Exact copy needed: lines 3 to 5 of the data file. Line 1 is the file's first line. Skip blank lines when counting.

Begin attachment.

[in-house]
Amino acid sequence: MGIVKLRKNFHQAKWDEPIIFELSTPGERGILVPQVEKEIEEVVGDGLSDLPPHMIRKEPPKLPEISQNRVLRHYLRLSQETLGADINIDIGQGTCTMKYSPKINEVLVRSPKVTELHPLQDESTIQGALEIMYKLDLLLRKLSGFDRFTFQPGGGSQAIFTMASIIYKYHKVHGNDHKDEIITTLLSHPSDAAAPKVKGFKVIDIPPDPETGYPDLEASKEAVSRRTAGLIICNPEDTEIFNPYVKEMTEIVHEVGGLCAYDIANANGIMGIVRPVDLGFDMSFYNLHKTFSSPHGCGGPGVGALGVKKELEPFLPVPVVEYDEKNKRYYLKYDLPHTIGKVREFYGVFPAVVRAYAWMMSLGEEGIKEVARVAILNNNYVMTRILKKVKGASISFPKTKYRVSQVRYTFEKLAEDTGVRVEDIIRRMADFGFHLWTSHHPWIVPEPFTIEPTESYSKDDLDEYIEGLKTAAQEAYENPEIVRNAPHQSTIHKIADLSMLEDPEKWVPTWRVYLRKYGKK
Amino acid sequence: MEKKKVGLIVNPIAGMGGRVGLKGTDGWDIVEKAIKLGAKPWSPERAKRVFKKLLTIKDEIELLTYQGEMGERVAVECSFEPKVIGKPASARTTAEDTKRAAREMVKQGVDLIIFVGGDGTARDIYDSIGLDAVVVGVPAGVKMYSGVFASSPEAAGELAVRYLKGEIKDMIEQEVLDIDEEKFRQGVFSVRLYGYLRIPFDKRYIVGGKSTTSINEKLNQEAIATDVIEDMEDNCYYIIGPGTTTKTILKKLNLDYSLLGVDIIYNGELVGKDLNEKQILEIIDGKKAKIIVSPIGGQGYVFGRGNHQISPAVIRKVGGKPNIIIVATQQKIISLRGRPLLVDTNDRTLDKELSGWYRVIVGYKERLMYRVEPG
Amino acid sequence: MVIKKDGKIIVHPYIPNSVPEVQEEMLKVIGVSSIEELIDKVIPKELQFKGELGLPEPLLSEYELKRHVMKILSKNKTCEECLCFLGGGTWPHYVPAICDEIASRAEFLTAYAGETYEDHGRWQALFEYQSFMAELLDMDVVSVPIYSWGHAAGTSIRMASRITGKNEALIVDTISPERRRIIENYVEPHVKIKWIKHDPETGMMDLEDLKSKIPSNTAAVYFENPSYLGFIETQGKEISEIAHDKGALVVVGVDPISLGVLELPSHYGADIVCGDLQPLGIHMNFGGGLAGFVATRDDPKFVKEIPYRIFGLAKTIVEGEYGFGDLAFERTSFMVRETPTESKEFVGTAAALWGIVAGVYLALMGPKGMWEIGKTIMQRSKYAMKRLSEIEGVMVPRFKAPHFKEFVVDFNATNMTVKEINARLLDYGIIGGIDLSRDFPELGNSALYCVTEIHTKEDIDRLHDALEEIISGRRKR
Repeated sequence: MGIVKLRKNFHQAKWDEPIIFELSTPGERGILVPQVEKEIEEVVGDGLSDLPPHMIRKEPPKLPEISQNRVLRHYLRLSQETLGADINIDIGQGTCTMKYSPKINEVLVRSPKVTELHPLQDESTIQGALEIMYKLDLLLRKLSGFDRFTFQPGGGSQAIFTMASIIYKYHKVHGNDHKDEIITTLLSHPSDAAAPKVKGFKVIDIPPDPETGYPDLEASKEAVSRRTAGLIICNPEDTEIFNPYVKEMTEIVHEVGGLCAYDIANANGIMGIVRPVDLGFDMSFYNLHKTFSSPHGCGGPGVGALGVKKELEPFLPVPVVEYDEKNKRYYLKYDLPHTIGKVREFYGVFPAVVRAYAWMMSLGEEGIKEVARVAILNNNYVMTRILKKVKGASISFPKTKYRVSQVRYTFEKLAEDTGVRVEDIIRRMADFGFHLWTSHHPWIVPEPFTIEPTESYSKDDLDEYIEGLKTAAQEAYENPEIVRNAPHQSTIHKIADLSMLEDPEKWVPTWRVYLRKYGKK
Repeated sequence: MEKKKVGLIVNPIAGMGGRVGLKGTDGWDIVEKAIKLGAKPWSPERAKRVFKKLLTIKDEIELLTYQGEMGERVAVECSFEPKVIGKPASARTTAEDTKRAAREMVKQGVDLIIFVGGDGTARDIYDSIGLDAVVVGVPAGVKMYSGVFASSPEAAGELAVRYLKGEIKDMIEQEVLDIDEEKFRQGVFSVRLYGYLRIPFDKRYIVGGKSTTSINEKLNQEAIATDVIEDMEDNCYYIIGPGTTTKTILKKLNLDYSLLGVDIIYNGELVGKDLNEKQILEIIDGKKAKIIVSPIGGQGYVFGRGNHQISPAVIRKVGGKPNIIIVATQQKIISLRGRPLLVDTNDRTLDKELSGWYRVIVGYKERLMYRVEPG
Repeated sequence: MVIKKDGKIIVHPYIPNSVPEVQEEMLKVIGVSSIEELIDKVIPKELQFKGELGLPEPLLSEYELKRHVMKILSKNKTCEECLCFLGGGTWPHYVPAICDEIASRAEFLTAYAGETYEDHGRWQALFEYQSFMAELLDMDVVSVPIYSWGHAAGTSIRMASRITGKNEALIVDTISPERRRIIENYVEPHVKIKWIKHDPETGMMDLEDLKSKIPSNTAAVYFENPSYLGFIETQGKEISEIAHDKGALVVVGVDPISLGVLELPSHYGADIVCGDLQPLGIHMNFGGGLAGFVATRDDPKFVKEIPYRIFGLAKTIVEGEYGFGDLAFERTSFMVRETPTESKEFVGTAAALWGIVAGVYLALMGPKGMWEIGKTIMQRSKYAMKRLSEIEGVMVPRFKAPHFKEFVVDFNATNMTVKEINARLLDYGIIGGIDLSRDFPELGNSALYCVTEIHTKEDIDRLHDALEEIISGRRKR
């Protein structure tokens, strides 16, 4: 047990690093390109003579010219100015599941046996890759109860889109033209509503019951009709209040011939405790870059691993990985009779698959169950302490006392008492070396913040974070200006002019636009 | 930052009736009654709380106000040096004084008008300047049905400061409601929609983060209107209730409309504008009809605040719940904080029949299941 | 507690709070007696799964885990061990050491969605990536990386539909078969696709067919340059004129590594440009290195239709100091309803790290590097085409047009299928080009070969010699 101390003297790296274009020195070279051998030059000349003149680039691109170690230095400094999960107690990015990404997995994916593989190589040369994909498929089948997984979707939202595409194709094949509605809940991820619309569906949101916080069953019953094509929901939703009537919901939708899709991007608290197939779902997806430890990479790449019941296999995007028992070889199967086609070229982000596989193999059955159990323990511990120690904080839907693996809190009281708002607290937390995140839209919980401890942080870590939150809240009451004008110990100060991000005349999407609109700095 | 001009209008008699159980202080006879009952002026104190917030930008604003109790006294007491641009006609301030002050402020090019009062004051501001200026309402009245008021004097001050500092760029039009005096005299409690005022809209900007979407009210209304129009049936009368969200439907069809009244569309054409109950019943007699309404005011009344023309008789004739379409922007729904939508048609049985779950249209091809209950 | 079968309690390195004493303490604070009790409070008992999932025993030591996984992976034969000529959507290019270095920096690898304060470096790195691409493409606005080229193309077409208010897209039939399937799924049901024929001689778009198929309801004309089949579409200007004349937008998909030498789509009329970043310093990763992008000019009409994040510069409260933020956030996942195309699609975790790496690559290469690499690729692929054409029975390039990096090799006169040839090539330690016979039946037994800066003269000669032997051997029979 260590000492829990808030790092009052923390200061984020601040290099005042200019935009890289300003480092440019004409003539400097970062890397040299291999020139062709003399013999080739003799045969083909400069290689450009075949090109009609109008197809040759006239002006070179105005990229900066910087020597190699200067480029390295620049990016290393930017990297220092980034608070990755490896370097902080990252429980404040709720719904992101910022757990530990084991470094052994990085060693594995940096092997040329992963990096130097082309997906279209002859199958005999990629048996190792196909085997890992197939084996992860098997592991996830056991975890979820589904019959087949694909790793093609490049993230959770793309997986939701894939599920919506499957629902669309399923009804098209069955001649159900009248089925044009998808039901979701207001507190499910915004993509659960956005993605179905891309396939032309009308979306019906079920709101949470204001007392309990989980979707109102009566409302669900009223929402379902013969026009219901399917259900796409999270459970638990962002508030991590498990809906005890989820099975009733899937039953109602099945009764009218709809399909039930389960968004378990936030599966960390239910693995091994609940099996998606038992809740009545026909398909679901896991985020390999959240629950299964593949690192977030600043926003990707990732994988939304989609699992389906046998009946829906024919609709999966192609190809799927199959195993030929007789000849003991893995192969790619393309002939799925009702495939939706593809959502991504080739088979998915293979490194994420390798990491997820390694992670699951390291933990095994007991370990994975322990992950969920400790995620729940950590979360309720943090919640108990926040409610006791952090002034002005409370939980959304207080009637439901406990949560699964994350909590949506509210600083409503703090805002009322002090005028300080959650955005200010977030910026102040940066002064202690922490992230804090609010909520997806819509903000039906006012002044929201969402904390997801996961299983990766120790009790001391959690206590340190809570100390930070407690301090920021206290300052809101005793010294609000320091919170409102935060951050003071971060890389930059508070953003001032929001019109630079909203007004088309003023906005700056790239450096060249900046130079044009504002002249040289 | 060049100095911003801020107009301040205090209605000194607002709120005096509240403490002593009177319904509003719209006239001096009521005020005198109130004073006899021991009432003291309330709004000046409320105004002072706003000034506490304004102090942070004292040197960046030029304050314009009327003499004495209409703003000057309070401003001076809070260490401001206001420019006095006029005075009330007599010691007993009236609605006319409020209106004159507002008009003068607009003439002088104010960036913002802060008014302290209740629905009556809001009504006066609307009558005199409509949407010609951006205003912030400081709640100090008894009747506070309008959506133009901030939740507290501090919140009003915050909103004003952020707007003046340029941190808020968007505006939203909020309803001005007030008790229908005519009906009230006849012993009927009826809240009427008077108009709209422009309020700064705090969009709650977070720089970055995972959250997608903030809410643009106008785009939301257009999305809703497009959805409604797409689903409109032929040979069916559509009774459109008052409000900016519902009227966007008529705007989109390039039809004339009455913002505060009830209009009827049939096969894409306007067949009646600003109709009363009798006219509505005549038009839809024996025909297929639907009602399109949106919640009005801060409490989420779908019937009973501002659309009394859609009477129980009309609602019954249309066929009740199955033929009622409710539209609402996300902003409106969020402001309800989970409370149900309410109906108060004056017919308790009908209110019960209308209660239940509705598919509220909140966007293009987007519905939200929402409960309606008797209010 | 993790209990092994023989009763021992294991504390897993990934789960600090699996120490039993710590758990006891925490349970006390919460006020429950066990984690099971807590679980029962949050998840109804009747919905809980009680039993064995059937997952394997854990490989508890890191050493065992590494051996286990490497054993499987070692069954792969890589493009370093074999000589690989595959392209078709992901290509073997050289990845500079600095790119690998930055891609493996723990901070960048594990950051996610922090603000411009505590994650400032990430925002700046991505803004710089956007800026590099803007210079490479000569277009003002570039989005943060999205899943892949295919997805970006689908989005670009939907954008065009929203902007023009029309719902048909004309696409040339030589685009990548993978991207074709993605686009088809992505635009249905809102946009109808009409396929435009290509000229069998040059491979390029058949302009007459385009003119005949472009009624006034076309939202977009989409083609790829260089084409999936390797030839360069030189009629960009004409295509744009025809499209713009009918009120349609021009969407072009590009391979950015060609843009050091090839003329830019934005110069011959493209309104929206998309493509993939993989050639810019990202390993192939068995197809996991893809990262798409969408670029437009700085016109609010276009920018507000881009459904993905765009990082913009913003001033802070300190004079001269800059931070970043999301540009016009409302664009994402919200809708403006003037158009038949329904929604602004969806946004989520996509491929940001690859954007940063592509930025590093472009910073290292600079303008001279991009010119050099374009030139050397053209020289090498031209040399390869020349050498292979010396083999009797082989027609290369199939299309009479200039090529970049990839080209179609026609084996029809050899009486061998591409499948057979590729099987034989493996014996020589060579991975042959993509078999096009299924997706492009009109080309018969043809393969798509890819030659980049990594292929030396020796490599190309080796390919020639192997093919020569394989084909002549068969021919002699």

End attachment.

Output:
Amino acid sequence: MEKKKVGLIVNPIAGMGGRVGLKGTDGWDIVEKAIKLGAKPWSPERAKRVFKKLLTIKDEIELLTYQGEMGERVAVECSFEPKVIGKPASARTTAEDTKRAAREMVKQGVDLIIFVGGDGTARDIYDSIGLDAVVVGVPAGVKMYSGVFASSPEAAGELAVRYLKGEIKDMIEQEVLDIDEEKFRQGVFSVRLYGYLRIPFDKRYIVGGKSTTSINEKLNQEAIATDVIEDMEDNCYYIIGPGTTTKTILKKLNLDYSLLGVDIIYNGELVGKDLNEKQILEIIDGKKAKIIVSPIGGQGYVFGRGNHQISPAVIRKVGGKPNIIIVATQQKIISLRGRPLLVDTNDRTLDKELSGWYRVIVGYKERLMYRVEPG
Amino acid sequence: MVIKKDGKIIVHPYIPNSVPEVQEEMLKVIGVSSIEELIDKVIPKELQFKGELGLPEPLLSEYELKRHVMKILSKNKTCEECLCFLGGGTWPHYVPAICDEIASRAEFLTAYAGETYEDHGRWQALFEYQSFMAELLDMDVVSVPIYSWGHAAGTSIRMASRITGKNEALIVDTISPERRRIIENYVEPHVKIKWIKHDPETGMMDLEDLKSKIPSNTAAVYFENPSYLGFIETQGKEISEIAHDKGALVVVGVDPISLGVLELPSHYGADIVCGDLQPLGIHMNFGGGLAGFVATRDDPKFVKEIPYRIFGLAKTIVEGEYGFGDLAFERTSFMVRETPTESKEFVGTAAALWGIVAGVYLALMGPKGMWEIGKTIMQRSKYAMKRLSEIEGVMVPRFKAPHFKEFVVDFNATNMTVKEINARLLDYGIIGGIDLSRDFPELGNSALYCVTEIHTKEDIDRLHDALEEIISGRRKR
Repeated sequence: MGIVKLRKNFHQAKWDEPIIFELSTPGERGILVPQVEKEIEEVVGDGLSDLPPHMIRKEPPKLPEISQNRVLRHYLRLSQETLGADINIDIGQGTCTMKYSPKINEVLVRSPKVTELHPLQDESTIQGALEIMYKLDLLLRKLSGFDRFTFQPGGGSQAIFTMASIIYKYHKVHGNDHKDEIITTLLSHPSDAAAPKVKGFKVIDIPPDPETGYPDLEASKEAVSRRTAGLIICNPEDTEIFNPYVKEMTEIVHEVGGLCAYDIANANGIMGIVRPVDLGFDMSFYNLHKTFSSPHGCGGPGVGALGVKKELEPFLPVPVVEYDEKNKRYYLKYDLPHTIGKVREFYGVFPAVVRAYAWMMSLGEEGIKEVARVAILNNNYVMTRILKKVKGASISFPKTKYRVSQVRYTFEKLAEDTGVRVEDIIRRMADFGFHLWTSHHPWIVPEPFTIEPTESYSKDDLDEYIEGLKTAAQEAYENPEIVRNAPHQSTIHKIADLSMLEDPEKWVPTWRVYLRKYGKK